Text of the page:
Higher carbon dioxide, lack of nitrogen limit plant growth
"We found that atmospheric carbon dioxide levels may rise even faster than anticipated, because ecosystems likely will not store as much carbon as had been predicted," said Peter Reich of the University of Minnesota, lead author of the study, which was conducted at the National Science Foundation (NSF)'s Cedar Creek Long-Term Ecological Research (LTER) site in Minn.
"As a result, soils will be unable to sustain plant growth over time [as atmospheric carbon dioxide continues to increase]," said plant ecologist David Ellsworth of the University of Michigan.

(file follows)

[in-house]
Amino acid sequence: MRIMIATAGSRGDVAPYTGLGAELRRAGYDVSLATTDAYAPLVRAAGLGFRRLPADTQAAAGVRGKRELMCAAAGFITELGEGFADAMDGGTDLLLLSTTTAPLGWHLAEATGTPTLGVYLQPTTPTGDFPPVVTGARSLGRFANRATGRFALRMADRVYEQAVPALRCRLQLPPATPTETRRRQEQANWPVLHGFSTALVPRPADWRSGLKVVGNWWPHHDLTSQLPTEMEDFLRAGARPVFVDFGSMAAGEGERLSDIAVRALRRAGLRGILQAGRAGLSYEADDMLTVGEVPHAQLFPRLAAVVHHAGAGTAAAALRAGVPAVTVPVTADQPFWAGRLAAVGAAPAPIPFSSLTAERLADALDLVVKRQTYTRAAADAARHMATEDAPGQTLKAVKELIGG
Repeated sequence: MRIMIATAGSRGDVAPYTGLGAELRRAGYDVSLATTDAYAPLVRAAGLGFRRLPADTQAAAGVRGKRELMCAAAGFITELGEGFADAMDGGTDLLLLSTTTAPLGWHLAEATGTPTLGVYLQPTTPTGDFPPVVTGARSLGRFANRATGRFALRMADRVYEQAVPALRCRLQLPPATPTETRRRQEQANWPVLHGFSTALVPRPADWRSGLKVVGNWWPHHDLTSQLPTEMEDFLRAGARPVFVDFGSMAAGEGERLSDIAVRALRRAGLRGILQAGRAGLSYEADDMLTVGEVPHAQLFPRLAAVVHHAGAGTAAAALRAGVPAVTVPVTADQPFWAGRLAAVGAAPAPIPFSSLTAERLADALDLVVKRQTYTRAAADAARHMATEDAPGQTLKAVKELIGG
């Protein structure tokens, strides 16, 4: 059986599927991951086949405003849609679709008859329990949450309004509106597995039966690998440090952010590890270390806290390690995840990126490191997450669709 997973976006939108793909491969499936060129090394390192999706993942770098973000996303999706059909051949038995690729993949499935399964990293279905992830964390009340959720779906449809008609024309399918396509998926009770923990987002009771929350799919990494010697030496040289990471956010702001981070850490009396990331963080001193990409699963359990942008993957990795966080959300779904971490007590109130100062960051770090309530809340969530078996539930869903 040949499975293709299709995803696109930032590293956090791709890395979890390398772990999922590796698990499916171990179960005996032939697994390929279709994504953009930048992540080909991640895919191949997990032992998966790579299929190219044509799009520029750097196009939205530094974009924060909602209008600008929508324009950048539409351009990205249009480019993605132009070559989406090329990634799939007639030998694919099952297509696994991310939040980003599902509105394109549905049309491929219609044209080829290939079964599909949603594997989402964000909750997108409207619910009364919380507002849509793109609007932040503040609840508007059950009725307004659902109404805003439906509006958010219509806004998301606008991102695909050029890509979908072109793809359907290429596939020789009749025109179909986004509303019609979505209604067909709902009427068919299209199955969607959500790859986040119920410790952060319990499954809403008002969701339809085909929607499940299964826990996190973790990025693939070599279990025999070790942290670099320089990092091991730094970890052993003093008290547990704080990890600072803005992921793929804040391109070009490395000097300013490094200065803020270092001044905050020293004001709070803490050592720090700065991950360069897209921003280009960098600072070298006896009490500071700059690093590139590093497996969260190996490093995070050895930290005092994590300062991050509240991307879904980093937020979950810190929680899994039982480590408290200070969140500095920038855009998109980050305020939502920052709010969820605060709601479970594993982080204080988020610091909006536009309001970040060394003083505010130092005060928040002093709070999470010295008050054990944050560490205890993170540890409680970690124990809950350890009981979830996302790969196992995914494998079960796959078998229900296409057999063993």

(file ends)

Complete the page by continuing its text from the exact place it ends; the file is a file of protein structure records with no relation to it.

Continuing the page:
Estimating the role of terrestrial ecosystems as current and future sinks--or storage places--for excess carbon dioxide hinges on an ability to understand the complex interaction between atmospheric carbon dioxide and nitrogen in soils, the scientists believe.
The six-year study, the longest of its kind, sheds light on the relationship between carbon dioxide emissions and plant productivity. In the experiment, scientists grew 16 different grassland plants in 296 field plots. The plots were exposed to both ambient and elevated carbon dioxide levels, and varying levels of nitrogen.
|Scientists study purple lupines and other flowers and grasses in an experimental plot (Photo: Jason West, University of Minnesota)|
The Minn. study, with its range of species, provides a broad test of carbon dioxide and nitrogen interactions, said Reich. Previous studies have been done with a single or a few plant species.
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